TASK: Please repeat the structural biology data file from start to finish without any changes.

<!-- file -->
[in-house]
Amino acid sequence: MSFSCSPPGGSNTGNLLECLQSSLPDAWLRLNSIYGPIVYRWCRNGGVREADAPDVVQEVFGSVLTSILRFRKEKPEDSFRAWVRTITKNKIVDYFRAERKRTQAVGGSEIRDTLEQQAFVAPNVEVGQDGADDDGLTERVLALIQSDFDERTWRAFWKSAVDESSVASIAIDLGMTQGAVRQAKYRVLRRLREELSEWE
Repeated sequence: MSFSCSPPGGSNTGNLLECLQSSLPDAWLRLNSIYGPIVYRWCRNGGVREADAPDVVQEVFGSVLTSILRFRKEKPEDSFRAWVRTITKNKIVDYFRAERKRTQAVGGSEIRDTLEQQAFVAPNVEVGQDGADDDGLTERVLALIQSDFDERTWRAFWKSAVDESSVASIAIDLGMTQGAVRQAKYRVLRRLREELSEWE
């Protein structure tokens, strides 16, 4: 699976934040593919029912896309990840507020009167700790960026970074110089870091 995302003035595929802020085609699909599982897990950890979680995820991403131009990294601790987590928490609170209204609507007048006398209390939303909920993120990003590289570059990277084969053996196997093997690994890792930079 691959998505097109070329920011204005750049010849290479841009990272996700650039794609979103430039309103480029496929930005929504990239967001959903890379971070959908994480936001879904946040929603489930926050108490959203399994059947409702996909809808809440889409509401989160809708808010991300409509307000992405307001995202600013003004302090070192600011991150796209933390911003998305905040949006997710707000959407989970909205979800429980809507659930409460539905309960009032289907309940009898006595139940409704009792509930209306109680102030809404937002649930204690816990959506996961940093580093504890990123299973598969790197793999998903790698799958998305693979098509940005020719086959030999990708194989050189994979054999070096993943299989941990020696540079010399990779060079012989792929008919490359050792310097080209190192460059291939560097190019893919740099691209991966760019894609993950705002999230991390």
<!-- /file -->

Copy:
[in-house]
Amino acid sequence: MSFSCSPPGGSNTGNLLECLQSSLPDAWLRLNSIYGPIVYRWCRNGGVREADAPDVVQEVFGSVLTSILRFRKEKPEDSFRAWVRTITKNKIVDYFRAERKRTQAVGGSEIRDTLEQQAFVAPNVEVGQDGADDDGLTERVLALIQSDFDERTWRAFWKSAVDESSVASIAIDLGMTQGAVRQAKYRVLRRLREELSEWE
Repeated sequence: MSFSCSPPGGSNTGNLLECLQSSLPDAWLRLNSIYGPIVYRWCRNGGVREADAPDVVQEVFGSVLTSILRFRKEKPEDSFRAWVRTITKNKIVDYFRAERKRTQAVGGSEIRDTLEQQAFVAPNVEVGQDGADDDGLTERVLALIQSDFDERTWRAFWKSAVDESSVASIAIDLGMTQGAVRQAKYRVLRRLREELSEWE
């Protein structure tokens, strides 16, 4: 699976934040593919029912896309990840507020009167700790960026970074110089870091 995302003035595929802020085609699909599982897990950890979680995820991403131009990294601790987590928490609170209204609507007048006398209390939303909920993120990003590289570059990277084969053996196997093997690994890792930079 691959998505097109070329920011204005750049010849290479841009990272996700650039794609979103430039309103480029496929930005929504990239967001959903890379971070959908994480936001879904946040929603489930926050108490959203399994059947409702996909809808809440889409509401989160809708808010991300409509307000992405307001995202600013003004302090070192600011991150796209933390911003998305905040949006997710707000959407989970909205979800429980809507659930409460539905309960009032289907309940009898006595139940409704009792509930209306109680102030809404937002649930204690816990959506996961940093580093504890990123299973598969790197793999998903790698799958998305693979098509940005020719086959030999990708194989050189994979054999070096993943299989941990020696540079010399990779060079012989792929008919490359050792310097080209190192460059291939560097190019893919740099691209991966760019894609993950705002999230991390």